• Operating;
  • Investing; and
  • Financing.

IAS 7.6 defines these as follows:

Operating activities are the principal revenue producing activities of the entity and other activities that are not investing or financing activities.’

Investing activities are the acquisition and disposal of long-term assets and other investments not included in cash equivalents.’

Financing activities are activities that result in changes in the size and composition of the contributed equity and borrowings of the entity.’

1. Operating activities

It is often assumed that this category includes only those cash flows that arise from an entity’s principal revenue producing activities.

However, because cash flows arising from operating activities represents a residual category, which includes any cashStatement of cash flows flows that do not qualify to be recorded within either investing or financing activities, these can include cash flows that may initially not appear to be ‘operating’ in nature.

For example, the acquisition of land would typically be viewed as an investing activity, as land is a long-term asset. However, this classification is dependent on the nature of the entity’s operations and business practices. For example, an entity that acquires land regularly to develop residential housing to be sold would classify land acquisitions as an operating activity, as such cash flows relate to its principal revenue producing activities and therefore meet the definition of an operating cash flow.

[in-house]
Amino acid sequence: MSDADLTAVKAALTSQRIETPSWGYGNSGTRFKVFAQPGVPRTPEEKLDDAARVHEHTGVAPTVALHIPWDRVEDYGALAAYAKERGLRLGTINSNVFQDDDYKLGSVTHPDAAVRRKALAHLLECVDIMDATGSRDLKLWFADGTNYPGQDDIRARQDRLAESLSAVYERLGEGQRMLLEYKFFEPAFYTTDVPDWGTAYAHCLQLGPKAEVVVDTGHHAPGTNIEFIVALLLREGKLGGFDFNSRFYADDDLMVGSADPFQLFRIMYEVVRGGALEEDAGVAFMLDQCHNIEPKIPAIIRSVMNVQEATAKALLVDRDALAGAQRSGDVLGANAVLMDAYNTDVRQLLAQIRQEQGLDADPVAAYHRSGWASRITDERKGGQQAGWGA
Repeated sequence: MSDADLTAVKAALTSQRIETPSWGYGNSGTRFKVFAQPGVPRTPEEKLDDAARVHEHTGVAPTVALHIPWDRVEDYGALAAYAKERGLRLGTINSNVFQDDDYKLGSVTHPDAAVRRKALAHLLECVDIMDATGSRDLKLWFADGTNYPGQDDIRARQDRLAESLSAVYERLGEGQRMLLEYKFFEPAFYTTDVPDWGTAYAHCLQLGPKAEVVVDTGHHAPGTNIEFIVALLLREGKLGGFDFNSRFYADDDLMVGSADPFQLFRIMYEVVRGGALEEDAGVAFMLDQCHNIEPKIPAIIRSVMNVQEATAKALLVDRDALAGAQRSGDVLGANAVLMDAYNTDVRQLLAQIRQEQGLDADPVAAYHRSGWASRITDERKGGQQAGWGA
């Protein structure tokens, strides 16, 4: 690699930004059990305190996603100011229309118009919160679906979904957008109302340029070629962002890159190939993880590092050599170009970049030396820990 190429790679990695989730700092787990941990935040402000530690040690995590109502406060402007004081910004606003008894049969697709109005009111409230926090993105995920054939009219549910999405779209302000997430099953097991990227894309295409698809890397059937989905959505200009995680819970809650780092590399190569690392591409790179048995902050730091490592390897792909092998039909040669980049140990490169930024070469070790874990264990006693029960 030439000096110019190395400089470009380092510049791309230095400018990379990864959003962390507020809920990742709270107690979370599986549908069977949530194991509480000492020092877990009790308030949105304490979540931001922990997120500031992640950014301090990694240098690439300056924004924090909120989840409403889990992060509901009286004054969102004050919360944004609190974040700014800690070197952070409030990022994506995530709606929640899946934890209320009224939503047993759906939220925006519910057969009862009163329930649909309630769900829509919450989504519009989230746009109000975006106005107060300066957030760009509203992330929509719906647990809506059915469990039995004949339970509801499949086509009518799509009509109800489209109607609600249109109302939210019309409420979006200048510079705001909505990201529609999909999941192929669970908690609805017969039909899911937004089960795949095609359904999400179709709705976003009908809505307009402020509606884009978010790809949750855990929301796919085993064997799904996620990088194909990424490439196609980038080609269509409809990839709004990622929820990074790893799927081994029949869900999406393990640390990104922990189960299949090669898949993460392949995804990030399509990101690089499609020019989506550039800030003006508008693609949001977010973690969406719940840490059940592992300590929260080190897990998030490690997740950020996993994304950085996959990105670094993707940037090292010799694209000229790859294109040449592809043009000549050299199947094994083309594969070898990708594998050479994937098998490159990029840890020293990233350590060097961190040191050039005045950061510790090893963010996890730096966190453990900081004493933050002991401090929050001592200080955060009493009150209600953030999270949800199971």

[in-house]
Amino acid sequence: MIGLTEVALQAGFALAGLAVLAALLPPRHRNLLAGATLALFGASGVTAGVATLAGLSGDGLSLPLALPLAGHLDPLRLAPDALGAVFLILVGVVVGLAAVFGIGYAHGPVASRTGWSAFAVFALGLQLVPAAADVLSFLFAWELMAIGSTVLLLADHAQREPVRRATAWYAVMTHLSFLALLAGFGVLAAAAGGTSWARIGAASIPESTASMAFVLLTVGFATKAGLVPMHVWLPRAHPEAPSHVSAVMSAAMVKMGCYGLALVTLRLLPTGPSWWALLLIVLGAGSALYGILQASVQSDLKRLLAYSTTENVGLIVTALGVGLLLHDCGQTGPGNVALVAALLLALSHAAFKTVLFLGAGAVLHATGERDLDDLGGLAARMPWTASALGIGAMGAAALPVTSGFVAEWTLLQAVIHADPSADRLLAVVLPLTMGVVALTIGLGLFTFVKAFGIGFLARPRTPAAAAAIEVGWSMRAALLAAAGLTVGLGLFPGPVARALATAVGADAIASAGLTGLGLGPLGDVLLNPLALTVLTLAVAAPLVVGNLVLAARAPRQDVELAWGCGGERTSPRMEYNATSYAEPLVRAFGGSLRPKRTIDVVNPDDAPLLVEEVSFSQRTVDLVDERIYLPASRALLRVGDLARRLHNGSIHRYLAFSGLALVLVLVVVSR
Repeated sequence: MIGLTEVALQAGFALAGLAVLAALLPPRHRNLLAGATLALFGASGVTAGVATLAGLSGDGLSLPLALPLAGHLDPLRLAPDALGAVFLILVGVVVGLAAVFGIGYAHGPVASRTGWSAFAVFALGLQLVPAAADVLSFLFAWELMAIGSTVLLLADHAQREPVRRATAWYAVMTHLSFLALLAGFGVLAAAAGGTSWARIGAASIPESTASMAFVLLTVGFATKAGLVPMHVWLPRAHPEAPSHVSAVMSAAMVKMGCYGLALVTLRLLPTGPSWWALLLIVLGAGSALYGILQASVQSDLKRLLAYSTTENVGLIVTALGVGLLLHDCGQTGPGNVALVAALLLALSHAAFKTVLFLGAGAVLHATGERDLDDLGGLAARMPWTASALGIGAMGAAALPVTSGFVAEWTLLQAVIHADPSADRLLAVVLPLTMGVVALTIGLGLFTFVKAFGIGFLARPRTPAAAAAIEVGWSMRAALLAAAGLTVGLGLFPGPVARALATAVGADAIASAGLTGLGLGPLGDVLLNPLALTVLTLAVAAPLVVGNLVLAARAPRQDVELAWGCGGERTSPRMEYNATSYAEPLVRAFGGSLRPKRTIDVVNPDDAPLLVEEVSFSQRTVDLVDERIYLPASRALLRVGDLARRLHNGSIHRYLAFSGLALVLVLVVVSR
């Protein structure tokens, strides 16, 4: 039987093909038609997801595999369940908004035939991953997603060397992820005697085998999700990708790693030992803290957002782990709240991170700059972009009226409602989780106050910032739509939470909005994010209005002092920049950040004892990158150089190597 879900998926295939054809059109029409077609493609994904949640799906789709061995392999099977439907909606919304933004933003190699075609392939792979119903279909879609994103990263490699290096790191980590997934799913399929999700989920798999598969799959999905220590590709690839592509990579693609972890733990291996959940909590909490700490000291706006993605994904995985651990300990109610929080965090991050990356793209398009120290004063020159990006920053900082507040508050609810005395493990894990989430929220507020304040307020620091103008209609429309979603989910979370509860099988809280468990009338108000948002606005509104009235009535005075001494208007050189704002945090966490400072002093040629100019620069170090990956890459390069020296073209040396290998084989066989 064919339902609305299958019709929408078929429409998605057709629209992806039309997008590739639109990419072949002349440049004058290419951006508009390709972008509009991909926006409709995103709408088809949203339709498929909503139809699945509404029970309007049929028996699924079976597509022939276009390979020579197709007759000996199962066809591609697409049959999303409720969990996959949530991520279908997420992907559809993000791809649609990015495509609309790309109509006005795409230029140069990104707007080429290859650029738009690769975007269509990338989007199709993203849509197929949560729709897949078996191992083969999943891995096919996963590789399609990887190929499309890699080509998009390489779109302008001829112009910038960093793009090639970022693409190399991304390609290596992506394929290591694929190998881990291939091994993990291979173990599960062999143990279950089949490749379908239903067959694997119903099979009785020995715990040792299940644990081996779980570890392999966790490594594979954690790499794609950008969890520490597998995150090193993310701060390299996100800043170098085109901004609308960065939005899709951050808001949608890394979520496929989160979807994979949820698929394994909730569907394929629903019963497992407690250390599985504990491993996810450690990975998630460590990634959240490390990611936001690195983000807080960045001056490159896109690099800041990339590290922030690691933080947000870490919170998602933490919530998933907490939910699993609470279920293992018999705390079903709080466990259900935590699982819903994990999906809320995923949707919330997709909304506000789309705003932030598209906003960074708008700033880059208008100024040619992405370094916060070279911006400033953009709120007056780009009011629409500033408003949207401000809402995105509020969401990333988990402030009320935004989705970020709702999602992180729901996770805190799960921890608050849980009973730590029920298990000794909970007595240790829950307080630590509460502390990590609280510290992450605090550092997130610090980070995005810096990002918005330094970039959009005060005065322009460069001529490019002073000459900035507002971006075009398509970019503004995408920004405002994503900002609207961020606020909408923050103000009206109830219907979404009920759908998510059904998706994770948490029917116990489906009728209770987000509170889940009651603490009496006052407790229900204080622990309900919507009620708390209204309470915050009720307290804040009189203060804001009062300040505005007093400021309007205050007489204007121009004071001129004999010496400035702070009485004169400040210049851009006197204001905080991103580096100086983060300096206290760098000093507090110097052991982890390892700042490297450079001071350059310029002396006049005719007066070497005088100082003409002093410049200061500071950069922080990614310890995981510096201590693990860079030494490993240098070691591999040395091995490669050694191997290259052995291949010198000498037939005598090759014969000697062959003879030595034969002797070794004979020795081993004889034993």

2. Investing activities

An entity’s investing activities typically include the purchase and disposal of its intangible assets, property, plant and equipment, and interests in other entities that are not held for trading purposes. However, in an entity’s consolidated financial statements, cash flows from investing activities do not include those arising from changes in ownership interest of subsidiaries that do not result in a change in control, which are classified as arising from financing activities.

It should be noted that cash flows related to the sale of leased assets (when the entity is the lessor) may be classified as operating or investing activities depending on the specific facts and circumstances.

Read more

Cash flows from discontinued operations IFRS 5 – 2 Detailed Examples

 Cash flows from discontinued operations – Detailed Examples

IAS 7 requires an entity to include all of its cash flows in the statement of cash flows, including those generated from both continuing and discontinued activities.

IFRS 5 Non-current Assets Held for Sale and Discontinued Operations requires an entity to disclose its net cash flows derived from operating, investing and financing activities in respect of discontinued operations. There are two ways in which this can be achieved:

===1) Presentation in the statement of cash flows

Net cash flows from each type of activity (operating, investing and financing) derived from discontinued operations are presented separately in the statement of cash flows.

===2) Presentation in a note